Sifting through the Past—A Stunning Legacy Book Provides Guide for Generations to Come

September 18, 2017 / no comments

Elaine Clements Gardner’s 20-year family history journey came to an end last month when she slit open a plain brown packing box, cleared away the packing material, and lifted out a gorgeous gold-embossed, blue-leather legacy book. “I held it close to my heart for a moment,” she recalls. “It was still wrapped in cellophane; it wasn’t even opened yet. I’m not a crier, but my eyes filled up with tears. Then I opened the plastic and looked at it. It was exactly what I would have dreamed of if I had dreamed that big.”

When Elaine started researching her family history two decades ago, she wasn’t initially thinking about creating a legacy book. “I was really just trying to track down your stereotypical genealogy information,” she explains. “I was looking for names, dates of birth and death, who married who and who their kids were. That was my aim.”

However, as she sifted through the past, Elaine found out that behind the names and dates were personal stories—stories that she wanted to preserve for others. “About 10 years ago, my goal changed,” she recalls. “I didn’t have all the information I needed yet, but what I was getting was so fascinating to me that I knew it would be interesting to others as well. I wanted my children and my sisters and their children and our cousins to know these stories too. So I decided to do a book.”

Elaine took another decade to complete her research, focusing on her father’s line and documenting every piece of information she could. She traveled to Maryland, Kentucky, Tennessee, Alabama, and Georgia, sorting through census records, state and national archives, land documents, will and estate records, and much more. She studied the time periods and places in which her ancestors had lived. And she captured it all, writing down everything she could about the stories behind the facts.

Last year Elaine decided it was time to take the final step and complete the book. “I put everything together,” she says, “and it looked like a thesis.” (As an aside, her husband told her she had put so much time and energy into the project that she should at least call it a dissertation.) “I had worked so hard on it that I wanted it to look beautiful, so I decided to find someone who could help me.”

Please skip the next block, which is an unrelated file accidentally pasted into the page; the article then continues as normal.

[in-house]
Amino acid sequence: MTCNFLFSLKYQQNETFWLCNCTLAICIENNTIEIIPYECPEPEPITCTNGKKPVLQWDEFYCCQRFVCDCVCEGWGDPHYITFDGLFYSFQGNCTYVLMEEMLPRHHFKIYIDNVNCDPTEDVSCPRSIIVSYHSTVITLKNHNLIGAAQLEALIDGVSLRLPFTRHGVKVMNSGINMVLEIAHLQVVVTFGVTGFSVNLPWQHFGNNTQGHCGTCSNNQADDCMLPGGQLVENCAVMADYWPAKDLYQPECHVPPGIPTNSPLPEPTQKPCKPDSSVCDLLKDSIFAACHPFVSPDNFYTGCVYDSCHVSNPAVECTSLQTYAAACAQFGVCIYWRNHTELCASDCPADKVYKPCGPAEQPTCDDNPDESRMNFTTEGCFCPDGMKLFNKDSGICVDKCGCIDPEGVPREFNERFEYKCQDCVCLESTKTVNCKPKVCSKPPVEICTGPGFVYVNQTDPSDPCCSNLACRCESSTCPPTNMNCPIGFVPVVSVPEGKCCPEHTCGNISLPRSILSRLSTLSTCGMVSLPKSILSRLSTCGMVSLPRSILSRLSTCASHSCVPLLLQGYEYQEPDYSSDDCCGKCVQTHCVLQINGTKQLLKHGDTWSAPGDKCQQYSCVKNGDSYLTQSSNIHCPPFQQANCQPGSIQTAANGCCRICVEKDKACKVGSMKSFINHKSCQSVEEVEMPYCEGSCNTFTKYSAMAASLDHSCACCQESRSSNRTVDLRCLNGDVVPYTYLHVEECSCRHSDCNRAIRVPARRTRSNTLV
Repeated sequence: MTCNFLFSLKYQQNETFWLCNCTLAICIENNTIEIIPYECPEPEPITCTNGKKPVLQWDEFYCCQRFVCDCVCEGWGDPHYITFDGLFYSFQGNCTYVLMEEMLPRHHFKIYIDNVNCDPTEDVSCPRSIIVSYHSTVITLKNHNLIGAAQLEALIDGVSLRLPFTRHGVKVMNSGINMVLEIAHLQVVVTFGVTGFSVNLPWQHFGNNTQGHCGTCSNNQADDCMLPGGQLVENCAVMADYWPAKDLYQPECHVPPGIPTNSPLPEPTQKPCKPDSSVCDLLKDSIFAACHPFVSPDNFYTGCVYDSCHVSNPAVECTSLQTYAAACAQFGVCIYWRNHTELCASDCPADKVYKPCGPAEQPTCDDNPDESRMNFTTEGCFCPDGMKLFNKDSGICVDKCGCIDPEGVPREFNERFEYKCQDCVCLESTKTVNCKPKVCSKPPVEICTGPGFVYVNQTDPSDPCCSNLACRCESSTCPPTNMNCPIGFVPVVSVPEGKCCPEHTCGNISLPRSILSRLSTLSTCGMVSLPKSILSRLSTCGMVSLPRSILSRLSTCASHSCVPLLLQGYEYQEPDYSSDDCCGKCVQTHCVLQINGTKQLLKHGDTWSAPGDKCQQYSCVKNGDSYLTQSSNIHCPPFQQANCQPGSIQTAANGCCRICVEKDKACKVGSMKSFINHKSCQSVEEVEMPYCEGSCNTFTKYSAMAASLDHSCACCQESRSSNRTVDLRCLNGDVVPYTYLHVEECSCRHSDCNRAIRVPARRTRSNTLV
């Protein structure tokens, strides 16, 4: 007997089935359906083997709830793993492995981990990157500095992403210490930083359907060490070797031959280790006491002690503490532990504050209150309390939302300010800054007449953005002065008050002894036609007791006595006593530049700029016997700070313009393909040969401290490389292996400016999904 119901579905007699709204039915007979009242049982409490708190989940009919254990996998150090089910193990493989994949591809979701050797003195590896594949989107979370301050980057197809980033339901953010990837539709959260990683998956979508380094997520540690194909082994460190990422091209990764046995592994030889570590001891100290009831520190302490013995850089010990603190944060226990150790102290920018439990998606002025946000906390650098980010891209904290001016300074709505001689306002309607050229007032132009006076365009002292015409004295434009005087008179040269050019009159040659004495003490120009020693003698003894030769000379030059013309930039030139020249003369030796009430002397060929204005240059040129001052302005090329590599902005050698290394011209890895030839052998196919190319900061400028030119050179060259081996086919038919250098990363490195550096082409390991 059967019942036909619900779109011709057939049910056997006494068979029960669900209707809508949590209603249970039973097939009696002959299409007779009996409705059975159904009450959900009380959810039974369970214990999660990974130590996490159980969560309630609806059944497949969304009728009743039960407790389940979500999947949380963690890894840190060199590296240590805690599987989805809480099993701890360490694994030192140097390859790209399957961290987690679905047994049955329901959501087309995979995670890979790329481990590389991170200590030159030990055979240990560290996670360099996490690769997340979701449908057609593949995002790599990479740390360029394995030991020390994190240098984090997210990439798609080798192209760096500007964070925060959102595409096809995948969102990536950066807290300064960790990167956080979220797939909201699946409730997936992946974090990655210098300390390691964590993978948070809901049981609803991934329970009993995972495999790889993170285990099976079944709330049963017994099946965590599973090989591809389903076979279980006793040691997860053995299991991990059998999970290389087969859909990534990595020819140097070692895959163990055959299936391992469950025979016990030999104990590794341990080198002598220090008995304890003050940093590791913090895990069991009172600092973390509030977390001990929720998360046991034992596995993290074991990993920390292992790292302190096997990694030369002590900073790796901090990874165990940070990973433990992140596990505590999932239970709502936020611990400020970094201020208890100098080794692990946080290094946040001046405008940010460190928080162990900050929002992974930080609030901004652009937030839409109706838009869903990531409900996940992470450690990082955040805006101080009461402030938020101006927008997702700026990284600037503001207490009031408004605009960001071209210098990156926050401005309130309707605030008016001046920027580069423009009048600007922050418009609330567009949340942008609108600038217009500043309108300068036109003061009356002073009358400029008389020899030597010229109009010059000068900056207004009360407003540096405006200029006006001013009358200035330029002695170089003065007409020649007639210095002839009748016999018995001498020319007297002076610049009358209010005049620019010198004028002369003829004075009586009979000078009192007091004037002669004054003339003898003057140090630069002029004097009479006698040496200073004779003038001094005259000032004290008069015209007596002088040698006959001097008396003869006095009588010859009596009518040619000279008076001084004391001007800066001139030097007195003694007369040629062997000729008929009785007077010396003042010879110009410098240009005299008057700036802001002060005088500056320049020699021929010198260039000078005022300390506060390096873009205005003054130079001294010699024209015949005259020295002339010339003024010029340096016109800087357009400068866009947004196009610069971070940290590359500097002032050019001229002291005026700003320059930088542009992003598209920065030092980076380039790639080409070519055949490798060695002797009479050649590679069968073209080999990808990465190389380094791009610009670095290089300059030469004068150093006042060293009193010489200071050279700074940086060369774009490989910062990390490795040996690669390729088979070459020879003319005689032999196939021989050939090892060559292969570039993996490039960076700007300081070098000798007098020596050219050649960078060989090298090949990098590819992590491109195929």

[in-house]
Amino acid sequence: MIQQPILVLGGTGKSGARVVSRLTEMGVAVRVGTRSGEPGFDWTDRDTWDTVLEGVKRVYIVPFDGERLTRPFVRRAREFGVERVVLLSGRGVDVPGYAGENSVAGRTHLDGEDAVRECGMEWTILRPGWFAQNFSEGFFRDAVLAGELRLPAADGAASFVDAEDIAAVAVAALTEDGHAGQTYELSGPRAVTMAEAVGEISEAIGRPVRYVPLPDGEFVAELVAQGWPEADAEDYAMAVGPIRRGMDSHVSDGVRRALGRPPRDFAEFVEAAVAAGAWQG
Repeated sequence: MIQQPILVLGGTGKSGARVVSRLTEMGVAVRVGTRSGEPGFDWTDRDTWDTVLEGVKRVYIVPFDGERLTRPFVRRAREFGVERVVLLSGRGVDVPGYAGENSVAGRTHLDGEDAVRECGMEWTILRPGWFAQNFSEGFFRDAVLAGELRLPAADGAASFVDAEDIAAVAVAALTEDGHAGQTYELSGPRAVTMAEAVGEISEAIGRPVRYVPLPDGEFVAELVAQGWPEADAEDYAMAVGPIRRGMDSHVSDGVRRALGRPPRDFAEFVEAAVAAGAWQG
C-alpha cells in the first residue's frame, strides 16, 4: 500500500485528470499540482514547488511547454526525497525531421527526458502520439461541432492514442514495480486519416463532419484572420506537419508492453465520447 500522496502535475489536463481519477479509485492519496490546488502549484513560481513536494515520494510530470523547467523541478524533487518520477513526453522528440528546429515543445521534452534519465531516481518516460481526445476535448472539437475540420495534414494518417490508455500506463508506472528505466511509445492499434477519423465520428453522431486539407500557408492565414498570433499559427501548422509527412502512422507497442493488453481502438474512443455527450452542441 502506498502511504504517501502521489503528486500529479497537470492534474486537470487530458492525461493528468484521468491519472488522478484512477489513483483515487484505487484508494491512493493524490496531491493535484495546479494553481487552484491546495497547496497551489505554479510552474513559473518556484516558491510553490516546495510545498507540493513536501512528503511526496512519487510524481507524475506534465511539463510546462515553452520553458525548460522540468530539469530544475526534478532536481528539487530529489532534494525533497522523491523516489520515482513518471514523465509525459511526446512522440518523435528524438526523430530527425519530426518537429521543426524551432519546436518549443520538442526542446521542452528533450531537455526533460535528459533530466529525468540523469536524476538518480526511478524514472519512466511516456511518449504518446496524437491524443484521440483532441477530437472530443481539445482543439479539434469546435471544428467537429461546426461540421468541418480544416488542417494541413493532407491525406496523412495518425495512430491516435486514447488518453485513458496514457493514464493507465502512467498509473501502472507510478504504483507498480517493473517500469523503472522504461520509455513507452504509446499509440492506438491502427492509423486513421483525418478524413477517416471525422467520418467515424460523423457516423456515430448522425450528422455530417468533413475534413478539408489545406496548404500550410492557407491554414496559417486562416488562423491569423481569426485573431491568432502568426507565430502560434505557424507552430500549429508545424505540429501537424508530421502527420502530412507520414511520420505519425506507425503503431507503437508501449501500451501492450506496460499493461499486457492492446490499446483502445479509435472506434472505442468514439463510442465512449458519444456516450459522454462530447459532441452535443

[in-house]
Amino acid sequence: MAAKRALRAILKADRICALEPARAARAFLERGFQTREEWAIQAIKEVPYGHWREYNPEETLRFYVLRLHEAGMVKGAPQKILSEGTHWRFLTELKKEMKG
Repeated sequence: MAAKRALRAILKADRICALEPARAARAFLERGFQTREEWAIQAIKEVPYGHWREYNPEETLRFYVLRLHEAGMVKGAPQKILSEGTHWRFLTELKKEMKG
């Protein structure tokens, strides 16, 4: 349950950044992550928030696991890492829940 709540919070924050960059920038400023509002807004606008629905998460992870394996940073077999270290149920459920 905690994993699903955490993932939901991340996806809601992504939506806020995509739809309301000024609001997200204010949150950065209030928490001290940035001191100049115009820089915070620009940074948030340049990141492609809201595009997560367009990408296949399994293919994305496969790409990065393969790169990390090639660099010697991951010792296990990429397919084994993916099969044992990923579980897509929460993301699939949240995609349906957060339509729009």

Elaine went online and found several potential partners—everything from self-publishing to complete publishing houses. “But they just didn’t provide what I wanted,” she explains.

Until she found Legacy Books.

“I read their philosophy, I read their blogs, I read everything on their website, and I finally took the plunge and called John (Legacy Books owner),” she recalls. “And from the very beginning, my experience was wonderful. They listened to me and respected what I had to say. I had certain things I wanted, and they honored that vision. They preserved my voice. They listened to my ideas. However, along the way they also made several suggestions, and their expertise made the book even better.”

The layout and design of the book is crucial, Elaine points out, because once you get past the elegant cover and marbled end sheets, people had to be drawn into the book so they would read the stories. “Every visual, every photo and newspaper clipping and deed and record draws them further into the book,” Elaine observes, “and makes them want to read more.”

Among the things that Elaine wanted included in the book were footnotes, an index, detailed sources, and a section of transcribed letters. “Without those, this was just a storybook,” she says. “I wanted to make sure people understood this was real history and real people—these things really happened.”

Elaine wasn’t the only one ecstatic with the final result. She received the books just in time for her husband’s 80th birthday party, and she distributed them to family members during that milestone event. “The could hardly keep their noses out of the books,” she observes. “They were so busy reading, they almost forgot to celebrate the birthday boy!”